The Toxicity of “Autism Parent” Memoirs

But most autism parenting stories are not positive, or about doing our best to understand what our autistic kids need and deserve. In recent “autism parent” memoirs like Judith Newman’s To Siri With Love and Whitney Ellenby’s Autism Uncensored, the authors hang their kids out to dry for being autistic and having intensely legitimate autistic needs, while centering the parent-narrators as victims of that disembodied demon, “autism.” That these stories keep getting green-lit is both an embarrassment and a tragedy.

Thinking Person’s Guide to Autism: The Toxicity of “Autism Parent” Memoirs

I also discussed this in A Tale of Two Mothers back in 2007. I ended that post with the following:

The events in the book take place in the late ‘90s and early ‘00s. Sadly, things probably haven’t changed much in the past few years. (I’ve hear that evidence of this can be found in Jenny McCarthy’s recent book about her autistic son, but I’ve not been able to get myself to read it.)

Disappointing, an embarrassment and tragedy indeed, that these types of books are still the ones that people want to write. And, perhaps worse, to read.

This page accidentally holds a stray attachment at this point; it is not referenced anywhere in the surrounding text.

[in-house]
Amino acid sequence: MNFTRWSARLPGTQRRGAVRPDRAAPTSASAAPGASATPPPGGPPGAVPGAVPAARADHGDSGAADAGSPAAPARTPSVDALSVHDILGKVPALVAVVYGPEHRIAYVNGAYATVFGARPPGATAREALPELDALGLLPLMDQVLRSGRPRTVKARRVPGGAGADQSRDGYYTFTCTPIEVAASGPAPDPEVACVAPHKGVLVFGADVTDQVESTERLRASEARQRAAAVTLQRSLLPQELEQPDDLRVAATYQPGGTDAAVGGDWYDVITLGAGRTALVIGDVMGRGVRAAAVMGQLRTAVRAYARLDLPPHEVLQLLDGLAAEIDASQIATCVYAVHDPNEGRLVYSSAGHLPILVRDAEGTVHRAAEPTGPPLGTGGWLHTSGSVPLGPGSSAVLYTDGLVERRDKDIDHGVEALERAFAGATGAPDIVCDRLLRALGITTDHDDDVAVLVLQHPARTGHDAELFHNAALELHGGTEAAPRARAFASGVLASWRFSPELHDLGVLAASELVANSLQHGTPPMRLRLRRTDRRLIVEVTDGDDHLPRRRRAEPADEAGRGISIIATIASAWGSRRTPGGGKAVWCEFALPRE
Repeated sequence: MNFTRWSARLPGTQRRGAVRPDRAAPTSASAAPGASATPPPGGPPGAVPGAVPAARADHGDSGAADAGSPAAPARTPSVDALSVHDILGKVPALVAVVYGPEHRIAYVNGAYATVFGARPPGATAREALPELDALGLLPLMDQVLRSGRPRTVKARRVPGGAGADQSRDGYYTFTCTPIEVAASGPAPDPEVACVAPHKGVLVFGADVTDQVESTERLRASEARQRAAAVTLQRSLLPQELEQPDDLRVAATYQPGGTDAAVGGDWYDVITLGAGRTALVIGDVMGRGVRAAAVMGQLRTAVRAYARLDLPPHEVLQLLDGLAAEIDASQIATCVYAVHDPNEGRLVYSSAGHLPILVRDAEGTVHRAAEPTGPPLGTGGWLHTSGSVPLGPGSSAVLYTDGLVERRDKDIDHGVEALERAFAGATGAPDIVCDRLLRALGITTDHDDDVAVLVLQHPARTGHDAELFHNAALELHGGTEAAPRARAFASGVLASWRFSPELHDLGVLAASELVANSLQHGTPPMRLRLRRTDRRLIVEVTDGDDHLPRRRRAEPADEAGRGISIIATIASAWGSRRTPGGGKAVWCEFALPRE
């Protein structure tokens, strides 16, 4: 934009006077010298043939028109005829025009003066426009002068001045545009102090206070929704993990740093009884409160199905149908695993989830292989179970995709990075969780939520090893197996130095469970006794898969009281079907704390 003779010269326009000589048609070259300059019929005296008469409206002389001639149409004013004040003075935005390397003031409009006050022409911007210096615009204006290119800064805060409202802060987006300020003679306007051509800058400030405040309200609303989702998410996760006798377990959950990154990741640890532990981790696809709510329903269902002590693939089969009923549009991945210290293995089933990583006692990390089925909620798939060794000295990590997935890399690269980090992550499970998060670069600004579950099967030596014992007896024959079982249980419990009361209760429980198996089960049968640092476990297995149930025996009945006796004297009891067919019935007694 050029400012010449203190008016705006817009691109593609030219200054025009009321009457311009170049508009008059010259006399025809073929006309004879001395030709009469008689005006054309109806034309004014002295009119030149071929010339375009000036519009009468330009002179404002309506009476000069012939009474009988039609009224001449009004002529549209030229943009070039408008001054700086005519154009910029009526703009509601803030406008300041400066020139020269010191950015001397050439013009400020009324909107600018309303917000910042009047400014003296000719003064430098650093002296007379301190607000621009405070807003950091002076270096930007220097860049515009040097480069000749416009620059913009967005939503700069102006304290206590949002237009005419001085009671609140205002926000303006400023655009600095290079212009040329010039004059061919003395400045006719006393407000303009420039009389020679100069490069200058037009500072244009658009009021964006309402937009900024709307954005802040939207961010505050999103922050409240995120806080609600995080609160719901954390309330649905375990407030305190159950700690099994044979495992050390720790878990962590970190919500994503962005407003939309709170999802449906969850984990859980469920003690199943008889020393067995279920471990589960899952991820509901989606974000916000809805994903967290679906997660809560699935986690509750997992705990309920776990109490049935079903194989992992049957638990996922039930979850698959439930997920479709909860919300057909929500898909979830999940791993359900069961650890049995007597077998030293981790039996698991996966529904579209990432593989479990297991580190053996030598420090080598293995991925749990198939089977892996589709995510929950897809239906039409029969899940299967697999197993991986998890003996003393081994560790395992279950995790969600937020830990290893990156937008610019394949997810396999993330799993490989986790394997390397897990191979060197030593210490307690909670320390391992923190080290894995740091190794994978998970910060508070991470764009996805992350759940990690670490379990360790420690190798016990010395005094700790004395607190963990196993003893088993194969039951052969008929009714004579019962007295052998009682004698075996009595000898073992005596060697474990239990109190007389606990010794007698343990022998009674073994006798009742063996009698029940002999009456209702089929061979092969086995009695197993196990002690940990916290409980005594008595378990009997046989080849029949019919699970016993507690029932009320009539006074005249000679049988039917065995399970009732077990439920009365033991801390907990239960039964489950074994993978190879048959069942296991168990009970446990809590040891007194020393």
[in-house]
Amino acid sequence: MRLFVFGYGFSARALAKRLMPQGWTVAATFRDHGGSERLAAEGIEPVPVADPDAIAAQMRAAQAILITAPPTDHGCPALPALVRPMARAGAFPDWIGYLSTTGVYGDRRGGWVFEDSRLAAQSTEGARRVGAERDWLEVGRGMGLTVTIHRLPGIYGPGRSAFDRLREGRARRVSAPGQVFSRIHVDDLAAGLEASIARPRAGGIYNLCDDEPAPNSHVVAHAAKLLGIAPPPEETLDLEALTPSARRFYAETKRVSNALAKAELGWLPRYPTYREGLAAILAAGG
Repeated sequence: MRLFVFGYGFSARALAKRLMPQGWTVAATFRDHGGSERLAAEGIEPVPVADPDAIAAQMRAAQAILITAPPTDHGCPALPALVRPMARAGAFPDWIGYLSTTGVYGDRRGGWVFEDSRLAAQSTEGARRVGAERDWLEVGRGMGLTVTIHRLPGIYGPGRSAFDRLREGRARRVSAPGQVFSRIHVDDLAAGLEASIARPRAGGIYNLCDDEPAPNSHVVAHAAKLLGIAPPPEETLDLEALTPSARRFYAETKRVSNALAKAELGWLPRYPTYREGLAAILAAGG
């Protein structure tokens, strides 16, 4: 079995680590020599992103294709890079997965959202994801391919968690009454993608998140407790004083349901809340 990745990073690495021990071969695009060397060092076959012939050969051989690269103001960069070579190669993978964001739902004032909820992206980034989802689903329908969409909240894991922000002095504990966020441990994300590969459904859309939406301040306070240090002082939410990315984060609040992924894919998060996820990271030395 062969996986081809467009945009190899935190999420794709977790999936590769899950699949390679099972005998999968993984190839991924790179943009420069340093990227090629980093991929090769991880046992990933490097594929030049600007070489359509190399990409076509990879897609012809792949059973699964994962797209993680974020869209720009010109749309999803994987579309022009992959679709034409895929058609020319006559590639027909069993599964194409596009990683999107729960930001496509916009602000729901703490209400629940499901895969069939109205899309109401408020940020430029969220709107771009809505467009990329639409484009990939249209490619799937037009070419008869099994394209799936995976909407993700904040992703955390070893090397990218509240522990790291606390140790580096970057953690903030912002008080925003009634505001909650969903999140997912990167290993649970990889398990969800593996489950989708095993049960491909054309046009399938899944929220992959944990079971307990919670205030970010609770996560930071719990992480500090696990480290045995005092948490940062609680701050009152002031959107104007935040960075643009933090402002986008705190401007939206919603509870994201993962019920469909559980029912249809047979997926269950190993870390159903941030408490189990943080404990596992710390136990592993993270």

Innovating in Complexity (Part I): Why Most Roadmaps Lead Straight to the Graveyard

Roadmaps for change are thus mere hypotheses, in both journey and destination. They represent the aspirations, desires, and hopes of their creators while putting forward a step-by-step action plan for how these objectives might be achieved. Herein lies the essence of the Roadmap Fallacy: a tool originally developed to represent existing realities doesn’t work well as a mental model for creating new realities.

Source: Innovating in Complexity (Part I): Why Most Roadmaps Lead Straight to the Graveyard

The Hidden Costs of Automated Thinking

In the past, intellectual debt has been confined to a few areas amenable to trial-and-error discovery, such as medicine. But that may be changing, as new techniques in artificial intelligence—specifically, machine learning—increase our collective intellectual credit line. Machine-learning systems work by identifying patterns in oceans of data…. And yet, most machine-learning systems don’t uncover causal mechanisms. They are statistical-correlation engines. They can’t explain why they think some patients are more likely to die, because they don’t “think” in any colloquial sense of the word—they only answer. As we begin to integrate their insights into our lives, we will, collectively, begin to rack up more and more intellectual debt.

Jonathan Zittrain – The Hidden Costs of Automated Thinking